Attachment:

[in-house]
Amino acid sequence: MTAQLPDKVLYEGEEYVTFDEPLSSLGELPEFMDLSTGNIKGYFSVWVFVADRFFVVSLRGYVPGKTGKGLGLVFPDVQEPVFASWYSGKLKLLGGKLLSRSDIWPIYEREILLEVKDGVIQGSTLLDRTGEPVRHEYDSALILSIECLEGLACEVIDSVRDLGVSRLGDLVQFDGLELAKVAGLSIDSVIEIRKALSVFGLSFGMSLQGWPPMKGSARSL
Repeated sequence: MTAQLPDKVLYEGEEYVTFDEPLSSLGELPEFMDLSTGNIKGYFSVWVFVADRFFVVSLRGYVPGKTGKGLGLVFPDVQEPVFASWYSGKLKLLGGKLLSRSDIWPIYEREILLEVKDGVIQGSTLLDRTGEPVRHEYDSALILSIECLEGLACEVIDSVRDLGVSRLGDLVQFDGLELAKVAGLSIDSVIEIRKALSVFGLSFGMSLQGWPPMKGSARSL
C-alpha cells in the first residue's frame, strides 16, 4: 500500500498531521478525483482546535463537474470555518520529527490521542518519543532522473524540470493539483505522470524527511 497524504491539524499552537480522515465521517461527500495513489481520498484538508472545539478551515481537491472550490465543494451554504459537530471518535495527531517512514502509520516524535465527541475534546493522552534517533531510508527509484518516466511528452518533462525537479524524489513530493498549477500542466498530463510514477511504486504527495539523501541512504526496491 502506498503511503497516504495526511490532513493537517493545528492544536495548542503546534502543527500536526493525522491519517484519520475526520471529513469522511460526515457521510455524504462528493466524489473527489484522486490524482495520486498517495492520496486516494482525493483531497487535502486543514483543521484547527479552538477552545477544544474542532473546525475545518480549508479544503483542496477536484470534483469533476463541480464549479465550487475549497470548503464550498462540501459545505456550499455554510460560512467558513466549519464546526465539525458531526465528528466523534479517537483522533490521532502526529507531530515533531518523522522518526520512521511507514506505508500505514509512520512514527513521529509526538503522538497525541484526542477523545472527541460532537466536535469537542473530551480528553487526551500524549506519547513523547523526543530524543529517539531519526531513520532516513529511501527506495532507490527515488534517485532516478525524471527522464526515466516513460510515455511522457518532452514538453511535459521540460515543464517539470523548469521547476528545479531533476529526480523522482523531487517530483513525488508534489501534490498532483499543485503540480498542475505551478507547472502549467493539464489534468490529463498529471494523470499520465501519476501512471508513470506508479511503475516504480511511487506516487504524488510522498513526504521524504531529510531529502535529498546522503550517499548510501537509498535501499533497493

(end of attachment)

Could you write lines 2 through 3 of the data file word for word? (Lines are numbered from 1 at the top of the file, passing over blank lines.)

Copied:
Amino acid sequence: MTAQLPDKVLYEGEEYVTFDEPLSSLGELPEFMDLSTGNIKGYFSVWVFVADRFFVVSLRGYVPGKTGKGLGLVFPDVQEPVFASWYSGKLKLLGGKLLSRSDIWPIYEREILLEVKDGVIQGSTLLDRTGEPVRHEYDSALILSIECLEGLACEVIDSVRDLGVSRLGDLVQFDGLELAKVAGLSIDSVIEIRKALSVFGLSFGMSLQGWPPMKGSARSL
Repeated sequence: MTAQLPDKVLYEGEEYVTFDEPLSSLGELPEFMDLSTGNIKGYFSVWVFVADRFFVVSLRGYVPGKTGKGLGLVFPDVQEPVFASWYSGKLKLLGGKLLSRSDIWPIYEREILLEVKDGVIQGSTLLDRTGEPVRHEYDSALILSIECLEGLACEVIDSVRDLGVSRLGDLVQFDGLELAKVAGLSIDSVIEIRKALSVFGLSFGMSLQGWPPMKGSARSL